As a librarian, when I need to conduct a literature review I go first to NELSON, to interrogate the library’s subscription databases. From there I may try the individual databases that are most relevant to my subject (Web of Science, Emerald and so forth), and after that to CORE, to pick up the open access literature.
The advantage of using CORE is that it usually returns a number of results that haven’t appeared elsewhere. This is not only because CORE’s coverage is immense (just under 25 million open access articles) but also because the content it harvests is not restricted to the peer reviewed journal literature: CORE also has research reports, books, conference papers, theses and a host of other grey literature.
Google Scholar has offered basic metrics data for some time, but the service has seen some interesting developments recently that make it easy to discover highly-cited journals and articles for a wide selection of academic disciplines.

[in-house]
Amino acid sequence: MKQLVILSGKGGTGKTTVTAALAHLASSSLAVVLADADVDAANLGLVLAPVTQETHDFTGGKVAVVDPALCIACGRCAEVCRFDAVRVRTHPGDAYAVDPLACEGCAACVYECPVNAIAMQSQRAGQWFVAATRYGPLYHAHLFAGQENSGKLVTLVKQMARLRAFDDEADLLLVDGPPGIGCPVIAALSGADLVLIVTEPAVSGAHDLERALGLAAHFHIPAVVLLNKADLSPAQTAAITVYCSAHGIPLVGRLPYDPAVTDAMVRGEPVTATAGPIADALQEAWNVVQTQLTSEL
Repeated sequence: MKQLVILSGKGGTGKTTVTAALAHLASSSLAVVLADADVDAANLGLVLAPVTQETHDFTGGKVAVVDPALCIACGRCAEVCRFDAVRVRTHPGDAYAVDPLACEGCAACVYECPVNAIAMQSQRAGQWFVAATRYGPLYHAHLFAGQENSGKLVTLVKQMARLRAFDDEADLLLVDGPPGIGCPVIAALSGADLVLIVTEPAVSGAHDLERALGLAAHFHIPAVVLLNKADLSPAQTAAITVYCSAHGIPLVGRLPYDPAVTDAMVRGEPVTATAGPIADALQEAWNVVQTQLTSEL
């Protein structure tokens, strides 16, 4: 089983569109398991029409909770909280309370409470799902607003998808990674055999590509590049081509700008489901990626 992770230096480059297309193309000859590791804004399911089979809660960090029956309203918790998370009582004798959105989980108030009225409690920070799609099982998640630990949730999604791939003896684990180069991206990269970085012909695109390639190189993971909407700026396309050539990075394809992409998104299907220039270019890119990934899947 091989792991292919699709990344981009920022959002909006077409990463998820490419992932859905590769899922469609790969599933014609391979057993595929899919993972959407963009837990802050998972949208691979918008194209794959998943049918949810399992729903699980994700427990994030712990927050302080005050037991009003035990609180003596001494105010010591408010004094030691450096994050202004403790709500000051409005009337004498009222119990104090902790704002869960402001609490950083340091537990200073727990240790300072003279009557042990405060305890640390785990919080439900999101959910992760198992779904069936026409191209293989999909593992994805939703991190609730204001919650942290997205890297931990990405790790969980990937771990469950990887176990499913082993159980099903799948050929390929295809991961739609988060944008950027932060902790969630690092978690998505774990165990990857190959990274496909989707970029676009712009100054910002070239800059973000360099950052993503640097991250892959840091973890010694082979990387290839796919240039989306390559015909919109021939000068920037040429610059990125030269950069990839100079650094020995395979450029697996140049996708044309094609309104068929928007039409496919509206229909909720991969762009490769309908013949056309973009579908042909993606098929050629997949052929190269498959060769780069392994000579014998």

Through October the Gallery Corridor at Avenue Campus is displaying selections from Love British Books 2012, an exhibition of contemporary British literature, book decoration and design co-curated by Paul Middleton and Carolyn Puzzovio.
The exhibition was first shown at the Museum of Art and Literature, Yerevan, Armenia in June to mark Yerevan’s selection as UNESCO’s City of the Book 2012 and the 500th anniversary of the first book printed in Armenia.
The book accompanying the exhibition is available to view on NECTAR, the university’s repository of research output – read on to learn about the benefits NECTAR can offer.